I think that the movie Die Hard is a deceit movie, but I would definitely have to say that is was not a great movie. If anything I would rate this with 2 stars out of 4. My rating is greatly affected by the newest version of Die Hard, Die Hard 4.0, which I felt was much more engaging and I enjoyed the setting and the plot of that movie much more. I felt like the plot of this Die Hard was not as engaging and could have had so much more to make the plot more complicated. However, some people may argue that it is an older movie and back then movies were not as dense compared to the present films. To this I have to point out the film Blue Dahlia, which is older than Die Hard, yet the plot, contains twists and turns that leaves the viewer wondering. Furthermore, while watching this movie there wasn’t really anything that grab my attention and hooked me into the film. I didn’t feel like there was anything unique and exciting about it such as unique stunts or memorable quotes, but rather it was a basic average movie.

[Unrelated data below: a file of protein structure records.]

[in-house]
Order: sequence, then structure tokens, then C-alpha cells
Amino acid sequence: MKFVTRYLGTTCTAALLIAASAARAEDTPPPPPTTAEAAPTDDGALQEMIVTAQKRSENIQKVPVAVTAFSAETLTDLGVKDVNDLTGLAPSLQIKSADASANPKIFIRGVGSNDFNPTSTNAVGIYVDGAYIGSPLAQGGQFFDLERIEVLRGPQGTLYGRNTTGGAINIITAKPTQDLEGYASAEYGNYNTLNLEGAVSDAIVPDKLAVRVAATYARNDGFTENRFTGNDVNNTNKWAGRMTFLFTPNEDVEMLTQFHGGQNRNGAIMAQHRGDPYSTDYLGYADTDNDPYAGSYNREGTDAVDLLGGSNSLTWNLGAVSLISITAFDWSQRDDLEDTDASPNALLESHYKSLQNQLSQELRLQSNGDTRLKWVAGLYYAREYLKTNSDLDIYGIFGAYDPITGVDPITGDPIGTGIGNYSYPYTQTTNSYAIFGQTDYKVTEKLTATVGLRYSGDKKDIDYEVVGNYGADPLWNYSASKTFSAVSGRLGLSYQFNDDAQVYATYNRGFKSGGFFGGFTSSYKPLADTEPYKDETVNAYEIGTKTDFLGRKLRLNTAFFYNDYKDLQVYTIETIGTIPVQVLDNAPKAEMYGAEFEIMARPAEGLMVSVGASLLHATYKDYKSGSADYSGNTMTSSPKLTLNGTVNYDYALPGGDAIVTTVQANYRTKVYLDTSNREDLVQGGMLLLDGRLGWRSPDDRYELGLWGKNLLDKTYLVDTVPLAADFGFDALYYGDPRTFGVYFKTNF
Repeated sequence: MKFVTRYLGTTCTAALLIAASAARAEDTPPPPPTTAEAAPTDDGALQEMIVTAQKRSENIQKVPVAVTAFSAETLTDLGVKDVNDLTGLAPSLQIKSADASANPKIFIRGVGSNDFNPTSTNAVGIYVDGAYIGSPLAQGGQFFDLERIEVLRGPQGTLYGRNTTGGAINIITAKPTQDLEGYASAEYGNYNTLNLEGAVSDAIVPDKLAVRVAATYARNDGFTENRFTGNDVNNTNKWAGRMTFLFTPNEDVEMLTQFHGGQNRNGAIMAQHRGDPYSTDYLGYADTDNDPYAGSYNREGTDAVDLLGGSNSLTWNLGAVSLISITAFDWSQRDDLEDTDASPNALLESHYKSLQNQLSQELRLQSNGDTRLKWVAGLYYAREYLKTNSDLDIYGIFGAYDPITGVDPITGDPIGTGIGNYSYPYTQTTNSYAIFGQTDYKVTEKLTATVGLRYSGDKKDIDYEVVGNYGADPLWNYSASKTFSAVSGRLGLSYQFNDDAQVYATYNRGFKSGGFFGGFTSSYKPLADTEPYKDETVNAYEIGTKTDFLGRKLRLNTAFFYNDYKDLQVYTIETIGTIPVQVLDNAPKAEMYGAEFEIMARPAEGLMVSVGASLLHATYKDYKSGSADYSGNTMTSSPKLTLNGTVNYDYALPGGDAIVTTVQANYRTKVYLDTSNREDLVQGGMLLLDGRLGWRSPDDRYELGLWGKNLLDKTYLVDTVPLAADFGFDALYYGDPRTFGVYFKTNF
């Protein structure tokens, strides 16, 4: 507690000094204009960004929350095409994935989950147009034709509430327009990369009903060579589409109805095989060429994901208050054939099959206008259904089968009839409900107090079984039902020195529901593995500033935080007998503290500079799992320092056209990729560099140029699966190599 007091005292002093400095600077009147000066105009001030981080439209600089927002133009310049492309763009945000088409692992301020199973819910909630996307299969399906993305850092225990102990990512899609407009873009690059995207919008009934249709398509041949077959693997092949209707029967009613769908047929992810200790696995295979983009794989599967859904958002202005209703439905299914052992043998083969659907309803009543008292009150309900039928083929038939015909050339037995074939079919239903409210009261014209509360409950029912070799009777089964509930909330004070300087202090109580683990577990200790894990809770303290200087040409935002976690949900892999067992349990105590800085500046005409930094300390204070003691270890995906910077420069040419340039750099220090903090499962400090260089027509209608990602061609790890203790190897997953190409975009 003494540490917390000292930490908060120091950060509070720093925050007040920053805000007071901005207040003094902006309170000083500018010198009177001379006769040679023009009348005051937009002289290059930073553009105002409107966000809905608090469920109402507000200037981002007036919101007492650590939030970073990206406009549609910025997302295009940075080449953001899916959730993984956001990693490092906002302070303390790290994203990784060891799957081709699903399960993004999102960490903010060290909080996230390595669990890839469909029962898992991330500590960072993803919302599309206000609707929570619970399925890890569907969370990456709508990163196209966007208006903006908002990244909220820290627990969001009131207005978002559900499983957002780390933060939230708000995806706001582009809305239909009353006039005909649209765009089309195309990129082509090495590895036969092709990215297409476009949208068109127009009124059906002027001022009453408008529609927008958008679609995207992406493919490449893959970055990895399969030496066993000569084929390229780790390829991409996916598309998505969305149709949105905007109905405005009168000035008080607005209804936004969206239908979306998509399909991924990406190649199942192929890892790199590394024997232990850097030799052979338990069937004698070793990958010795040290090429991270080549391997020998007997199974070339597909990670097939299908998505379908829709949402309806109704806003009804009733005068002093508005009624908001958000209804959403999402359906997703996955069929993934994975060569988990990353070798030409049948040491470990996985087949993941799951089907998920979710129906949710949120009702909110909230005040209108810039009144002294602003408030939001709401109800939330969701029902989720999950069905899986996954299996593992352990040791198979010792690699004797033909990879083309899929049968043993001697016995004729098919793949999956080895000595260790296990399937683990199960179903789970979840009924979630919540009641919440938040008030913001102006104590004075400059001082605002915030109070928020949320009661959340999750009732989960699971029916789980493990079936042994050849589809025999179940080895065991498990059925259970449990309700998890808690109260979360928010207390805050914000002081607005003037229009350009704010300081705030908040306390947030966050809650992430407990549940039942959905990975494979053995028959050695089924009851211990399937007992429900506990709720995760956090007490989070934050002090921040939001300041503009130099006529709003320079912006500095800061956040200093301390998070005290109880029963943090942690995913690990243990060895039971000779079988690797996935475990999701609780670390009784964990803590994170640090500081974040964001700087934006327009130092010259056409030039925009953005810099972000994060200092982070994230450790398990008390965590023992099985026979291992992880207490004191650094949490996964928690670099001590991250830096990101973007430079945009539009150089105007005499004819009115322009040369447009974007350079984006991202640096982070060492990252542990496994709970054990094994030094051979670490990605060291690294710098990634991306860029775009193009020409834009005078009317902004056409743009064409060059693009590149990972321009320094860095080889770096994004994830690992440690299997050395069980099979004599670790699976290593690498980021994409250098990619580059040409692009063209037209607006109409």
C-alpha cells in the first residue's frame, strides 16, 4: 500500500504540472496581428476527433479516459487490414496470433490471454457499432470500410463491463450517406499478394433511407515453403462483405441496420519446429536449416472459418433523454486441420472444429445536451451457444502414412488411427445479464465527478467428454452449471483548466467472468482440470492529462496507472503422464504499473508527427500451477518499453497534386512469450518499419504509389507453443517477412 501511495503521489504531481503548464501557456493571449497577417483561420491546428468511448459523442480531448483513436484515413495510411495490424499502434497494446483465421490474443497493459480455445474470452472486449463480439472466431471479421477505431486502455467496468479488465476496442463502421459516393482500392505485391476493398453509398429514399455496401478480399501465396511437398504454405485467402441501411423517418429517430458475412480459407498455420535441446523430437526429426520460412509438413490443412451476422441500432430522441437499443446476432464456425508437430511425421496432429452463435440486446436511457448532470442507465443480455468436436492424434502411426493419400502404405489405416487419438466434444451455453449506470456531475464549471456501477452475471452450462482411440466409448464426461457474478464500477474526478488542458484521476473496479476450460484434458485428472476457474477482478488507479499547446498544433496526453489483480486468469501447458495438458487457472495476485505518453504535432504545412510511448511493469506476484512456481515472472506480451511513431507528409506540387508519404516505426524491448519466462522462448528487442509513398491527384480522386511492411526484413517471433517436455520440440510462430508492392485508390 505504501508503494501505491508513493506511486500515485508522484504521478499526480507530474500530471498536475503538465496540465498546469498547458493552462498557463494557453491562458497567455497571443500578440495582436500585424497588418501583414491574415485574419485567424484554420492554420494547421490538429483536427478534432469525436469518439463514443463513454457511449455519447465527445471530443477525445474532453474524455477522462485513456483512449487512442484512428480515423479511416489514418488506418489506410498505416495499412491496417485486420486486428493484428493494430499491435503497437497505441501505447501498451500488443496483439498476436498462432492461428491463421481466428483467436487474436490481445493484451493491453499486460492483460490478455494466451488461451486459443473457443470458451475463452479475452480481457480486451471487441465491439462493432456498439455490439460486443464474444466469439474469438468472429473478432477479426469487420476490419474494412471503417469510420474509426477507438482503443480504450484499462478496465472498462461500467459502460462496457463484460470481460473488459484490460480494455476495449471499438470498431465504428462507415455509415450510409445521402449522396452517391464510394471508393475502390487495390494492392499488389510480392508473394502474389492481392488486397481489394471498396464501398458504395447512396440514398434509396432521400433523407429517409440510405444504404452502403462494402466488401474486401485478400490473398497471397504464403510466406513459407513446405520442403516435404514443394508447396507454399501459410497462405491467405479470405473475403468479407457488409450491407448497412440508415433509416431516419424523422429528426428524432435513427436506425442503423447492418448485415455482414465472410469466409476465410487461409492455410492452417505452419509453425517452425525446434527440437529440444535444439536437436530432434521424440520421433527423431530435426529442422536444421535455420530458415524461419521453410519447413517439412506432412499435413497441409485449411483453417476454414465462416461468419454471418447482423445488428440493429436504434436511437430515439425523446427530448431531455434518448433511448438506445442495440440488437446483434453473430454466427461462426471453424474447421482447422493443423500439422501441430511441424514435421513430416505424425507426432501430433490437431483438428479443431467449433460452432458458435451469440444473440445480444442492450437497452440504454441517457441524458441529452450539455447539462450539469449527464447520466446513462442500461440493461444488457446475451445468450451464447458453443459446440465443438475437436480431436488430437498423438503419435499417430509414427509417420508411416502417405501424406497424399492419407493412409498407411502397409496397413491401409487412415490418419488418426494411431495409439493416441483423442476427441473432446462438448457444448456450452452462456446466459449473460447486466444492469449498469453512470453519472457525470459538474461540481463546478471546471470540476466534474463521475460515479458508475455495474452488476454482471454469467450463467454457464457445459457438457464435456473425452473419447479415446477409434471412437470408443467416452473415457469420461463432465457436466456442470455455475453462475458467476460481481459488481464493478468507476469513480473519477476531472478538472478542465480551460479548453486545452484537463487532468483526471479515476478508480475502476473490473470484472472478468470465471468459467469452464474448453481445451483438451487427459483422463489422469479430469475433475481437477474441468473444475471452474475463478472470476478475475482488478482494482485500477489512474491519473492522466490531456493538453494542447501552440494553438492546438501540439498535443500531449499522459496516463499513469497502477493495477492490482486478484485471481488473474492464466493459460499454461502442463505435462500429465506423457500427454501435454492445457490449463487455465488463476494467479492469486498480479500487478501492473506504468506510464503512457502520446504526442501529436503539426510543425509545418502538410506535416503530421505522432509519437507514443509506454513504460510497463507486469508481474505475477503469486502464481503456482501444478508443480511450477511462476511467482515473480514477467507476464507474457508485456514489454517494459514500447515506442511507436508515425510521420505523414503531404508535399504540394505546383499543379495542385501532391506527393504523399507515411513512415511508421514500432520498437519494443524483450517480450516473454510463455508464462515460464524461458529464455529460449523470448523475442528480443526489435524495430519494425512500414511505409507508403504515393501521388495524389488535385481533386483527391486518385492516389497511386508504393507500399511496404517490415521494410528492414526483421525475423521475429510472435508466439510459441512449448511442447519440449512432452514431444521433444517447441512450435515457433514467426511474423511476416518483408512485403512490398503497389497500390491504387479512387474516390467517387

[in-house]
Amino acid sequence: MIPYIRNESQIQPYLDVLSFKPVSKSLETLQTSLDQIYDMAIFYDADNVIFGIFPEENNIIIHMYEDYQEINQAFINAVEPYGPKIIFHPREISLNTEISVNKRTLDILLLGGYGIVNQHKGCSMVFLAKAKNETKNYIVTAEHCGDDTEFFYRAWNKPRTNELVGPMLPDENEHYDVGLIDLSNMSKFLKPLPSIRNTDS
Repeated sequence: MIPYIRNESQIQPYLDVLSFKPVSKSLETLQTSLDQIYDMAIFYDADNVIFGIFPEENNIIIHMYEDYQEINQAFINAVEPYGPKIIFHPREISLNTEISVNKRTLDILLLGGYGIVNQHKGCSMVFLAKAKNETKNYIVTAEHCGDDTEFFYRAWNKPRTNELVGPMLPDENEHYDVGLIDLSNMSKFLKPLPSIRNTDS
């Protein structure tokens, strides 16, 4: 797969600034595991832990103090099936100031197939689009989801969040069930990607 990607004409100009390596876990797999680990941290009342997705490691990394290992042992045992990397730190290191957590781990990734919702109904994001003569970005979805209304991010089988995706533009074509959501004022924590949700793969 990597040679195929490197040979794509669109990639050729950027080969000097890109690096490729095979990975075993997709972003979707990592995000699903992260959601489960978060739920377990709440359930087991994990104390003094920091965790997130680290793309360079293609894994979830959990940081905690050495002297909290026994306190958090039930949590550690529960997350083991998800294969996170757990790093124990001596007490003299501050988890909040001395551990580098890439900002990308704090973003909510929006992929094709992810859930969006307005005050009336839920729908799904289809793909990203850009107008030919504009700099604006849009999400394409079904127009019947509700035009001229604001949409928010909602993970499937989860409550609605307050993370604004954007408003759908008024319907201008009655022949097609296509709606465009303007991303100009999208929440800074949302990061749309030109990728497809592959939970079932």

I and Roger Ebert have at least one thing in common which is that we both gave this movie a 2 star rating. However, there is also one key area that Ebert talks about in his blog that I would have to disagree with. Ebert says that the role of the deputy police chief, Paul Gleason, is an unnecessary additional character. I disagree with him on this as I think Gleason adds value to the movie by getting the viewer to further appreciate the police officer who keeps in contact with Willis. Ebert gives the opposing side and shows that not everybody is as trusting as the officer. I think that Ebert also is placed to be compared with Willis as when Gleason messes up; it is Willis that comes around to fix his mistakes even though he isn’t in charge. This then creates a better image for Willis and draws the audience to relate with him more.